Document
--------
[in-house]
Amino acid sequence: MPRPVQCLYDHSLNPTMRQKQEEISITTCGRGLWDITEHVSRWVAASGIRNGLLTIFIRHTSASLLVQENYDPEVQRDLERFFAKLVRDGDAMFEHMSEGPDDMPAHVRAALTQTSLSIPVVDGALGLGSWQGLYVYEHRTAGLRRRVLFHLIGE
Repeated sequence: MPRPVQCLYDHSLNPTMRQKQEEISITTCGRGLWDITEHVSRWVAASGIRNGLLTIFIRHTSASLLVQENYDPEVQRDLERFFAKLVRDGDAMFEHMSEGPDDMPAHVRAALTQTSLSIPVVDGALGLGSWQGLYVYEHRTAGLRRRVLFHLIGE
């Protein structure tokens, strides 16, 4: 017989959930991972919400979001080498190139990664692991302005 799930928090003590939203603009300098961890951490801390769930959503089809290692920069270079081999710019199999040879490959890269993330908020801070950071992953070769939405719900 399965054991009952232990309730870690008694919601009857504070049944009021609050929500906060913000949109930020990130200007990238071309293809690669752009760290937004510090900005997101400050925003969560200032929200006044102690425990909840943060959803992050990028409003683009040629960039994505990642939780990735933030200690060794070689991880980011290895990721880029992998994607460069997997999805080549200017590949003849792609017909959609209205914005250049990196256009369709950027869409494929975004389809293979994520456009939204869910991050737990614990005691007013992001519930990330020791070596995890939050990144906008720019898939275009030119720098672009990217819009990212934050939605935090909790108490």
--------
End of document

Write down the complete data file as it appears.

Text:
[in-house]
Amino acid sequence: MPRPVQCLYDHSLNPTMRQKQEEISITTCGRGLWDITEHVSRWVAASGIRNGLLTIFIRHTSASLLVQENYDPEVQRDLERFFAKLVRDGDAMFEHMSEGPDDMPAHVRAALTQTSLSIPVVDGALGLGSWQGLYVYEHRTAGLRRRVLFHLIGE
Repeated sequence: MPRPVQCLYDHSLNPTMRQKQEEISITTCGRGLWDITEHVSRWVAASGIRNGLLTIFIRHTSASLLVQENYDPEVQRDLERFFAKLVRDGDAMFEHMSEGPDDMPAHVRAALTQTSLSIPVVDGALGLGSWQGLYVYEHRTAGLRRRVLFHLIGE
């Protein structure tokens, strides 16, 4: 017989959930991972919400979001080498190139990664692991302005 799930928090003590939203603009300098961890951490801390769930959503089809290692920069270079081999710019199999040879490959890269993330908020801070950071992953070769939405719900 399965054991009952232990309730870690008694919601009857504070049944009021609050929500906060913000949109930020990130200007990238071309293809690669752009760290937004510090900005997101400050925003969560200032929200006044102690425990909840943060959803992050990028409003683009040629960039994505990642939780990735933030200690060794070689991880980011290895990721880029992998994607460069997997999805080549200017590949003849792609017909959609209205914005250049990196256009369709950027869409494929975004389809293979994520456009939204869910991050737990614990005691007013992001519930990330020791070596995890939050990144906008720019898939275009030119720098672009990217819009990212934050939605935090909790108490």